language = "English",
    volume = "131",
    pages = "117--128",
    journal = "Estuarine, Coastal and Shelf Science",
    issn = "0272-7714",
    publisher = "Academic Press",

    }

    Revealing polychaetes invasion patterns: Identification, reproduction and potential risks of the Korean ragworm, Perinereis linea (Treadwell), in the Western Mediterranean. / Arias, Andres; Richter, Alexandra; Anadon, Nuria; Glasby, Chris.

    In: Estuarine, Coastal and Shelf Science, Vol. 131, 2013, p. 117-128.

    Research output: Contribution to journalArticleResearchpeer-review

    TY - JOUR

    T1 - Revealing polychaetes invasion patterns:

    T2 - Identification, reproduction and potential risks of the Korean ragworm, Perinereis linea (Treadwell), in the Western Mediterranean

    AU - Arias, Andres

    AU - Richter, Alexandra

    AU - Anadon, Nuria

    AU - Glasby, Chris

    PY - 2013

    Y1 - 2013

    N2 - An established population of the polychaetous annelid Perinereis linea (Treadwell) is reported for the first time outside its native distribution range (NW Pacific). This exotic worm has reached the Western Mediterranean (Mar Menor lagoon) via importing live fishing-bait as it is commonly used by anglers in Mar Menor lagoon, an area largely used for recreational fishing. To avoid confusion with other related species, and because the scientific name has been in synonymy for many years, P. linea is redescribed and illustrated. We focus on the reproductive biology and ecology of P. linea to help to understand its introduction, naturalization and spread along this coastal lagoon. Comparison between the Mediterranean population with a native population from South Korea revealed that the species exhibits a great reproductive plasticity and adaptability, which depends on the environmental conditions. Perinereis linea can reproduce after acquiring the epitokous form or prior to complete epitokal modification. In the Mar Menor lagoon population females release eggs asynchronically without completing epitokal modifications. However, under particular laboratory conditions females produce eggs synchronically and release them after complete epitokal transformations. Fertilization can occur internally in the female coelom, and females release zygotes and larvae through openings in their body walls; they are then incubated in gelatinous masses attached to the female parapodia. The sperm morphology is of the ent-aquasperm type. The eggs and larvae are attacked by symbiotic ciliate protozoa that feed on their yolk reserves. These foreign ciliates may act as carriers of disease in native beachworms and constitute an important risk for the ecosystem health. Finally, we provide recommendations on the prevention of the adverse effects that this exotic ragworm can cause in receiving ecosystems.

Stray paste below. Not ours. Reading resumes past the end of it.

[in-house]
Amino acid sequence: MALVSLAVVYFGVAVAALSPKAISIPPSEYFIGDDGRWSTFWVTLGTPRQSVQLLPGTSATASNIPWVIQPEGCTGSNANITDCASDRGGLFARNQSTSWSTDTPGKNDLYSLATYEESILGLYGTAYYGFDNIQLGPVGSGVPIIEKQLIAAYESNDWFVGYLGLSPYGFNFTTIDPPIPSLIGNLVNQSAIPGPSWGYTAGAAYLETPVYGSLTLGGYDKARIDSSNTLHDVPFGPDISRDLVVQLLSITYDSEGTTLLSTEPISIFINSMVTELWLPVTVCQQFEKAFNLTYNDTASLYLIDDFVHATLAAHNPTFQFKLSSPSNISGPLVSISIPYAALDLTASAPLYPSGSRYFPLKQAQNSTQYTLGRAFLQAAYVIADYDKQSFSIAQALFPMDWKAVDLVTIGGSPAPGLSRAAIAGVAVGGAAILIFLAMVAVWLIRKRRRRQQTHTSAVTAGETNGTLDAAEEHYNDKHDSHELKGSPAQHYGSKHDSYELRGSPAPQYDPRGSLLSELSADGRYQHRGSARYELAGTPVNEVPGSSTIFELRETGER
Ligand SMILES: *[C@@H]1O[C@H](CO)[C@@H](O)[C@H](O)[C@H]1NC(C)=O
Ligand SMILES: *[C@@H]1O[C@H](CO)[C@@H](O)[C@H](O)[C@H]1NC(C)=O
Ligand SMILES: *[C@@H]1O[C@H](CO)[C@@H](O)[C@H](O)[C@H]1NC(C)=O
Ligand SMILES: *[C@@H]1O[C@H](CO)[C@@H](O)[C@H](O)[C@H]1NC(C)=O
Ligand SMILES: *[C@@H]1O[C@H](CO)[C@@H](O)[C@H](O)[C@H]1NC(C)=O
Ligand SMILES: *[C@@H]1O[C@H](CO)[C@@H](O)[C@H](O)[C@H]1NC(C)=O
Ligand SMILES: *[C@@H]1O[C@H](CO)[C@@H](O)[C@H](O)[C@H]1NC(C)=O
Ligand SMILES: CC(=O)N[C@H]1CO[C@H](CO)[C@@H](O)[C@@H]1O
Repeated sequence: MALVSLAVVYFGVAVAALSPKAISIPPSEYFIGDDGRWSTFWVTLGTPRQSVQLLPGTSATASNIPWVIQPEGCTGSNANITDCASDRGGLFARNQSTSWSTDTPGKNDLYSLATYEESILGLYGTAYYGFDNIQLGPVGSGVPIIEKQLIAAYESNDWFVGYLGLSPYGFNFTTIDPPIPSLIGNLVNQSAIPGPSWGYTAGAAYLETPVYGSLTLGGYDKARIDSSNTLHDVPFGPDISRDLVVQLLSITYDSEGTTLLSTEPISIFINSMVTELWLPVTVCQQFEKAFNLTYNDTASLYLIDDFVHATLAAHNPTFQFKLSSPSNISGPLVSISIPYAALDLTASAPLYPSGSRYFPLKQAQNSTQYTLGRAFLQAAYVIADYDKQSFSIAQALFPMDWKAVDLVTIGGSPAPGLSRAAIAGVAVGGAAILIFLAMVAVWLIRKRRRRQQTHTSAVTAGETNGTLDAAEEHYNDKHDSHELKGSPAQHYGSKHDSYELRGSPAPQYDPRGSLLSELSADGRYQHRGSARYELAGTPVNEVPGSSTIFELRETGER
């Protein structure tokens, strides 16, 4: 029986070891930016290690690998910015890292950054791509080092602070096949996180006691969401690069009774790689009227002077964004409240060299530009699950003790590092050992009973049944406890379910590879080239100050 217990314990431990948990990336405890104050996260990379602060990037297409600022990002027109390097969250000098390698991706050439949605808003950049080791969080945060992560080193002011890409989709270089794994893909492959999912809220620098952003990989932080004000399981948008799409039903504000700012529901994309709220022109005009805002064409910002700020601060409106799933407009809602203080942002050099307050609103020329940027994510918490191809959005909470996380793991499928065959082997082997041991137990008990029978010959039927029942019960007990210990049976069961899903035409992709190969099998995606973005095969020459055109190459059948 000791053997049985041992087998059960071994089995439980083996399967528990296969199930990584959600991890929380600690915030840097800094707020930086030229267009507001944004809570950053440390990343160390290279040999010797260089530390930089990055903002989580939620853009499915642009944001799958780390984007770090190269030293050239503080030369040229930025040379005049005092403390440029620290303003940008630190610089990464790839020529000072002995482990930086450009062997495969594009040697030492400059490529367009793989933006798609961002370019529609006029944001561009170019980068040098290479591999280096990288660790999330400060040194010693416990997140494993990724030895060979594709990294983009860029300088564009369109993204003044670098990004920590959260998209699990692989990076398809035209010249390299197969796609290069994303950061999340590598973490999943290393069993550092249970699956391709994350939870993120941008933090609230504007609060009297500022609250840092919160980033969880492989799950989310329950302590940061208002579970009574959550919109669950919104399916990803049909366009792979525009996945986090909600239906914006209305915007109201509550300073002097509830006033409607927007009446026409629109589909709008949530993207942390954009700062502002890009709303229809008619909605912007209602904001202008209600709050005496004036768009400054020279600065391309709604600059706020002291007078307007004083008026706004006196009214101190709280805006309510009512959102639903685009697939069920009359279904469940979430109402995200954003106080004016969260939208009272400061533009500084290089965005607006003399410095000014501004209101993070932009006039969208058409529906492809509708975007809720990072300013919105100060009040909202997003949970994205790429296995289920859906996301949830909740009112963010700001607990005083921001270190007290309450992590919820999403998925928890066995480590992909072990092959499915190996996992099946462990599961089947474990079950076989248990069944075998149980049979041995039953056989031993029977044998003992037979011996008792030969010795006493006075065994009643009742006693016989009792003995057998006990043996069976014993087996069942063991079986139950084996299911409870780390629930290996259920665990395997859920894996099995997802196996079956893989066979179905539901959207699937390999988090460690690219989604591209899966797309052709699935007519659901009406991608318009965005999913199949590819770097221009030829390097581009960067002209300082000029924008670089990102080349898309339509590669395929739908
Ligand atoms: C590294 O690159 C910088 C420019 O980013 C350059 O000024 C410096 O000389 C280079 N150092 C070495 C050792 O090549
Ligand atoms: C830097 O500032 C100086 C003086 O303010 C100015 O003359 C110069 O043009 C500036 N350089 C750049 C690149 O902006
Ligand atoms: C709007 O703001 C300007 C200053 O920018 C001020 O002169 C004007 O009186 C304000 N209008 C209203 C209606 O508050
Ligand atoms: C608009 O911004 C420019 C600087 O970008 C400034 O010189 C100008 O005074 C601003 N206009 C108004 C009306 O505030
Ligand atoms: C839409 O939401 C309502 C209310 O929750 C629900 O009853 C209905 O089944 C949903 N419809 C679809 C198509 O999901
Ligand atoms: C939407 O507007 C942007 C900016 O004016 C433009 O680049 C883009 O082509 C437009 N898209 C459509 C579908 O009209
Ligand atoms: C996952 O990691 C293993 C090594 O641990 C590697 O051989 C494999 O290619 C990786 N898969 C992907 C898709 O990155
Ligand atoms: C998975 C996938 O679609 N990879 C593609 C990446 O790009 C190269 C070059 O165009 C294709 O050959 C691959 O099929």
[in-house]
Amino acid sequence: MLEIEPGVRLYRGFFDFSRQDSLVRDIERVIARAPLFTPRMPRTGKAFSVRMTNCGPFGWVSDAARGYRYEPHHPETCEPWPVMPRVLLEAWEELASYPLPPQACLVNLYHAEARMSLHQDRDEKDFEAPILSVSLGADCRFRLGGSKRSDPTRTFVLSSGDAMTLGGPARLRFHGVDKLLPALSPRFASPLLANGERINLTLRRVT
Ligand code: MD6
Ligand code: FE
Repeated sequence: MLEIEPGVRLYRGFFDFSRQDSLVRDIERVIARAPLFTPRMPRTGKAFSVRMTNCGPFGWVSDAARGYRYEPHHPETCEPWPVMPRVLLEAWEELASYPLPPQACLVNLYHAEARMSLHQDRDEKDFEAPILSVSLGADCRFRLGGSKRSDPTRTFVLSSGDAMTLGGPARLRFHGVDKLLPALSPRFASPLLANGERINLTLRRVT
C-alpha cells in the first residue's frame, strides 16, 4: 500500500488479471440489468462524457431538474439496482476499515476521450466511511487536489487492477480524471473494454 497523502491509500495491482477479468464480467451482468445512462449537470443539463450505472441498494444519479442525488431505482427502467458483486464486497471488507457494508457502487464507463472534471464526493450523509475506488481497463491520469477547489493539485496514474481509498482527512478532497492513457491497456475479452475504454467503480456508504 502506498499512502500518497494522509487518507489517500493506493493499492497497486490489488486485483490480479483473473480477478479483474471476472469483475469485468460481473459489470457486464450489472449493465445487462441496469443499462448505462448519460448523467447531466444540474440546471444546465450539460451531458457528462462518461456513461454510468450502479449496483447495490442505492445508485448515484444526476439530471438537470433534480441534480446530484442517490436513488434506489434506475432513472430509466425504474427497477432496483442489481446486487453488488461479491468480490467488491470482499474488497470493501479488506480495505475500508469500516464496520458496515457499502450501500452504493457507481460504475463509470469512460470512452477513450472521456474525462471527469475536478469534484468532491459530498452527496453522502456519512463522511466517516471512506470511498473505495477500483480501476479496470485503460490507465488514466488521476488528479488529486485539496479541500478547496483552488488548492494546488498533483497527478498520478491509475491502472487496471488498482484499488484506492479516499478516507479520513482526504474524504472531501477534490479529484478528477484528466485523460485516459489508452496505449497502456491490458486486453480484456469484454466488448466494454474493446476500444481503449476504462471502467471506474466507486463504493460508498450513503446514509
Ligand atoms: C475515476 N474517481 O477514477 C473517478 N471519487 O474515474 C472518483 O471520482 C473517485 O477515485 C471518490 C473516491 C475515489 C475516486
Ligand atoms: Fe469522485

AB - An established population of the polychaetous annelid Perinereis linea (Treadwell) is reported for the first time outside its native distribution range (NW Pacific). This exotic worm has reached the Western Mediterranean (Mar Menor lagoon) via importing live fishing-bait as it is commonly used by anglers in Mar Menor lagoon, an area largely used for recreational fishing. To avoid confusion with other related species, and because the scientific name has been in synonymy for many years, P. linea is redescribed and illustrated. We focus on the reproductive biology and ecology of P. linea to help to understand its introduction, naturalization and spread along this coastal lagoon. Comparison between the Mediterranean population with a native population from South Korea revealed that the species exhibits a great reproductive plasticity and adaptability, which depends on the environmental conditions. Perinereis linea can reproduce after acquiring the epitokous form or prior to complete epitokal modification. In the Mar Menor lagoon population females release eggs asynchronically without completing epitokal modifications. However, under particular laboratory conditions females produce eggs synchronically and release them after complete epitokal transformations. Fertilization can occur internally in the female coelom, and females release zygotes and larvae through openings in their body walls; they are then incubated in gelatinous masses attached to the female parapodia. The sperm morphology is of the ent-aquasperm type. The eggs and larvae are attacked by symbiotic ciliate protozoa that feed on their yolk reserves. These foreign ciliates may act as carriers of disease in native beachworms and constitute an important risk for the ecosystem health. Finally, we provide recommendations on the prevention of the adverse effects that this exotic ragworm can cause in receiving ecosystems.

    U2 - 10.1016/j.ecss.2013.08.017

    DO - 10.1016/j.ecss.2013.08.017

    M3 - Article

    VL - 131

    SP - 117

    EP - 128

    JO - Estuarine, Coastal and Shelf Science

    JF - Estuarine, Coastal and Shelf Science

    SN - 0272-7714

    ER -